One thing Iíd like to point out is that youthful entrepreneurs many times have been responsible for the greatest companies ever created. For example, Microsoft was started by a 19-year-old dropout, Dell by a 19-year-old college student in his dorm room, Apple by two 21 to 22 year olds, Yahoo and Cisco by Stanford graduate students, Sun by four 26 year olds and Google by a couple of 26 year olds. The fact is that these are among the most dominant, greatest companies ever created and they were founded by people who most recruiters would consider to be children with no management experience whatsoever. My viewpoint is that there are no rules about this kind of thing; you know it when you see it.

Angel Mehta: What has been your experience with entrepreneurs who stay on to manage? Have you found them to be successful?

John Fisher: The truth is, entrepreneurial brilliance almost never makes for brilliant management skills, and that flies in the face of what I just said a minute ago. Those are the individuals who had it all and they are rare birds indeed. In my opinion, they would include Bill Gates, Michael Dell and Scott McNealy.

Angel Mehta: Why do you think those kinds of entrepreneurs Ė the ones who can manage Ė are the exception and not the rule?

John Fisher: Theyíre very different kinds of animals. Entrepreneurs march to their own drums. Theyíre mavericks in attitude and they tend to defy authority, flout conventional wisdom and those characteristics can lead to trouble when it comes to managing an enterprise. Sometimes the best managers are those who are very steady, reasoned and very rational and maybe not always the most creative but certainly those that can keep the train rolling down the tracks in the right direction for quarter after quarter after quarter. People like that know how to leverage the skills of their creative people and their maverick people and marshal those efforts, energies and resources for the overall good of the company in a way that displays fine management. This subject is one that, like so many others, is always dangerous when youíre trying to make generalizations. Nevertheless, generalizations do have a place in the world and should be made from time to time. Itís just always dangerous because there are always exceptions.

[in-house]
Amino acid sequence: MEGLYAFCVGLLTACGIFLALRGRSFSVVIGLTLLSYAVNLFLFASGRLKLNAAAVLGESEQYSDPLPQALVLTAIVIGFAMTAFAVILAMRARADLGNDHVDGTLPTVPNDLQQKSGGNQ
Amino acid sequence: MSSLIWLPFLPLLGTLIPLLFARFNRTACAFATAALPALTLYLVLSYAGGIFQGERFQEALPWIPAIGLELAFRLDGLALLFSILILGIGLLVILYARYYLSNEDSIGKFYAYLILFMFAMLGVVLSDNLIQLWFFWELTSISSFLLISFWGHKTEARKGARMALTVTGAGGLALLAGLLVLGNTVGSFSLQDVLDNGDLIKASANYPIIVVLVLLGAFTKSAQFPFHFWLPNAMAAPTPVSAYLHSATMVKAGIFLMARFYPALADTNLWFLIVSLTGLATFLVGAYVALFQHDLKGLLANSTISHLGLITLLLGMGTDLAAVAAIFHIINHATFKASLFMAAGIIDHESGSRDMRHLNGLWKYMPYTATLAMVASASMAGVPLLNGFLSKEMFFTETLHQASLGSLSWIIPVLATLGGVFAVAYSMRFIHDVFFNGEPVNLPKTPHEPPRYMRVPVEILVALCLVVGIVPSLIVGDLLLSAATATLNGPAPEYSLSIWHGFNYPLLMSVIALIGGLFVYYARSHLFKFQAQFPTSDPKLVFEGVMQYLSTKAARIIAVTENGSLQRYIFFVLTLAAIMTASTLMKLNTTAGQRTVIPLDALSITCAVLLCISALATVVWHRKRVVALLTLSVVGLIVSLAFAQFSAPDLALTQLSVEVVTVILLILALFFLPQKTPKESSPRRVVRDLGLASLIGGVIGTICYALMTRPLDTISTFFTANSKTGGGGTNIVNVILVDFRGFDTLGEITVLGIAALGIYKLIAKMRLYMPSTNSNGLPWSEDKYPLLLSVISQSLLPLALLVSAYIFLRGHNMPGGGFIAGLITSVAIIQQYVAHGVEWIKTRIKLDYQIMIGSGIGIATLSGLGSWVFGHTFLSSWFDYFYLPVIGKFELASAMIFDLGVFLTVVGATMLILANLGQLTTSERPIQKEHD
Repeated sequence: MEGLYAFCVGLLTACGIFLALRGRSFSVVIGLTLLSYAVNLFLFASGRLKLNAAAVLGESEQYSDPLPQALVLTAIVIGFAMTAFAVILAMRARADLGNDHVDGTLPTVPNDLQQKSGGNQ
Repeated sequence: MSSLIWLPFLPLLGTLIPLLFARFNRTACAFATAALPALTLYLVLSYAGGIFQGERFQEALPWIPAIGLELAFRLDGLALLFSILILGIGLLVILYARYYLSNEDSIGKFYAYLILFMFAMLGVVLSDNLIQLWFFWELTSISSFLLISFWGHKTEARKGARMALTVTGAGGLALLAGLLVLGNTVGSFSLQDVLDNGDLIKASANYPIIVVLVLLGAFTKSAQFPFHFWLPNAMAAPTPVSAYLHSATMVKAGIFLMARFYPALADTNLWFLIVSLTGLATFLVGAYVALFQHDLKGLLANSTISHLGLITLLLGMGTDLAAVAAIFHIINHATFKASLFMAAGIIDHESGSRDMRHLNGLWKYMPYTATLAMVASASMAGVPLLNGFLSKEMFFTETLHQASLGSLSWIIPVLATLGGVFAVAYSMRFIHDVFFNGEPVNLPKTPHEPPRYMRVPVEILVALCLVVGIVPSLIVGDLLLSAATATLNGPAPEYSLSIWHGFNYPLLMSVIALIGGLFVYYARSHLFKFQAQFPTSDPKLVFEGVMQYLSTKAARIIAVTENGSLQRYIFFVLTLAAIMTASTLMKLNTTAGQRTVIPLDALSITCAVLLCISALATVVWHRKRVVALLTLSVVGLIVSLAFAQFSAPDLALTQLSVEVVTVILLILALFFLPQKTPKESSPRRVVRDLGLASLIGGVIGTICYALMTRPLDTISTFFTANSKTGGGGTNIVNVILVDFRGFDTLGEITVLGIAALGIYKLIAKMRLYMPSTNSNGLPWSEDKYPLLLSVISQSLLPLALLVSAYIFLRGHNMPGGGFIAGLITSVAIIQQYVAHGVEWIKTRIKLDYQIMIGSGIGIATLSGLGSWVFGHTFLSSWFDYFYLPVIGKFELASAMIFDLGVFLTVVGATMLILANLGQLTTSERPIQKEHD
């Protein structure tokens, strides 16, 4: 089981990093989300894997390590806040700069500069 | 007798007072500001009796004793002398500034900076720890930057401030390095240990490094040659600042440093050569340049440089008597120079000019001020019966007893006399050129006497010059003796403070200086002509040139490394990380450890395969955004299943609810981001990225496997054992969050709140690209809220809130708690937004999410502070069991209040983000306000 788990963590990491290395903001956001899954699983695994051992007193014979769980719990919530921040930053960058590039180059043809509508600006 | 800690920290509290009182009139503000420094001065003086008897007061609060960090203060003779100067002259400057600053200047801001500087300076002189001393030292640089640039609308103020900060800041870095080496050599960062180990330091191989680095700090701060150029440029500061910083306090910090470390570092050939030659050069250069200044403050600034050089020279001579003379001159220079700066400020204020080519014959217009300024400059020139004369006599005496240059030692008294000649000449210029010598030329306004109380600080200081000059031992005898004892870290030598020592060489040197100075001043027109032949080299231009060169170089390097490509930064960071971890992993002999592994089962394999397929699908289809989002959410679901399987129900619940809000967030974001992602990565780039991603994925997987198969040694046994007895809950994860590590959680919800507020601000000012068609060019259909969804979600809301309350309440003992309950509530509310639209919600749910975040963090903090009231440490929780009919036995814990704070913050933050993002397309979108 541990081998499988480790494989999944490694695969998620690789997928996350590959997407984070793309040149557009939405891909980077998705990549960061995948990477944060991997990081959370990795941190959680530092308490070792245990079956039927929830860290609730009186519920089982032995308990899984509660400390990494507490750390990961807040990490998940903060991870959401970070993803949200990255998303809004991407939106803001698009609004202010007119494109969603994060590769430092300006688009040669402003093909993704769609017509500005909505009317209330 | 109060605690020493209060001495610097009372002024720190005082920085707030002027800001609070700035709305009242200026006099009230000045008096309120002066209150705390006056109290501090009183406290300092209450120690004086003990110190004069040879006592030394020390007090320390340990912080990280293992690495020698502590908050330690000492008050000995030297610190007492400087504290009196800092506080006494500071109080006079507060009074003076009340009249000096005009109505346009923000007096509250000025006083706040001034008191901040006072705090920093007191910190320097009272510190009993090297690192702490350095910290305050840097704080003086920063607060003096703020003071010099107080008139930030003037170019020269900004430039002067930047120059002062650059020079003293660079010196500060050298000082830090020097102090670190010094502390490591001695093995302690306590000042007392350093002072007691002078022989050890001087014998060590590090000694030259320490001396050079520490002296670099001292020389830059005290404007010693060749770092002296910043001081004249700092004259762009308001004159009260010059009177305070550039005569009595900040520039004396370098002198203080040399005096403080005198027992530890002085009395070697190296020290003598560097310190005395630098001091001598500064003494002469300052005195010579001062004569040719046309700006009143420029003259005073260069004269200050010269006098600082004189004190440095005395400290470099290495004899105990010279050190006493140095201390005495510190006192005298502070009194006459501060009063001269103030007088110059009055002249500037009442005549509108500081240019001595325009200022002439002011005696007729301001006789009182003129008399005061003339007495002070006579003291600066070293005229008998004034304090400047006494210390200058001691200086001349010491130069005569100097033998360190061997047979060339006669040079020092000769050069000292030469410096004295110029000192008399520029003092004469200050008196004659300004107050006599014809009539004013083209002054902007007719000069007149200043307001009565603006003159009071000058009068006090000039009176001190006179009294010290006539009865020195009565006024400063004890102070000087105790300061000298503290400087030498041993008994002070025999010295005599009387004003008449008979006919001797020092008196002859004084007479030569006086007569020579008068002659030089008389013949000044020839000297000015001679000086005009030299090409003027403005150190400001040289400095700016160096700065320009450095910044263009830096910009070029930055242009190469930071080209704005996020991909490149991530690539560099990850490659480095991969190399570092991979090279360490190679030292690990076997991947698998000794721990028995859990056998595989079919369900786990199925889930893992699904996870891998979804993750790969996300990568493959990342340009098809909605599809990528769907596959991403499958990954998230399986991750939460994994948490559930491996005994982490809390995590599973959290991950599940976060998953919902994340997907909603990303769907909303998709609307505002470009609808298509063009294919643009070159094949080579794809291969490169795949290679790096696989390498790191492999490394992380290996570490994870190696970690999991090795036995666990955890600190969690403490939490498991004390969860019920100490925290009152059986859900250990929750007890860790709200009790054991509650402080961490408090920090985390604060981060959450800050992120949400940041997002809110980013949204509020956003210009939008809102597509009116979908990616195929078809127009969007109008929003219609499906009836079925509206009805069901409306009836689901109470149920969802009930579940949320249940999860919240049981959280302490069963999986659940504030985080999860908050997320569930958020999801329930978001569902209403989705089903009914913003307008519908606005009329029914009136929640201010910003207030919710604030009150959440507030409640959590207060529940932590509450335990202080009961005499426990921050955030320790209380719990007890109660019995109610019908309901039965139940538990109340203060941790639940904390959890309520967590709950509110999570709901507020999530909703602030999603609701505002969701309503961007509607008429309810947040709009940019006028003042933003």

John Fisher is Managing Director of Draper Fisher Jurvetson. On behalf of Draper Fisher Jurvetson, John serves on the boards of CMI Marketing, Entegrity Solutions, MFORMA, Raydiance, SafeView, Selectica, and Visto. John graduated Magna Cum Laude from Harvard College, and has an MBA from Harvard Business School. For article feedback, contact John at: john@dfj.com

Angel Mehta is Managing Director at Sterling-Hoffman, a retained executive search firm focused on VP Sales, VP Marketing, and CEO searches for enterprise software companies. He can be reached for feedback at: amehta@sterlinghoffman.net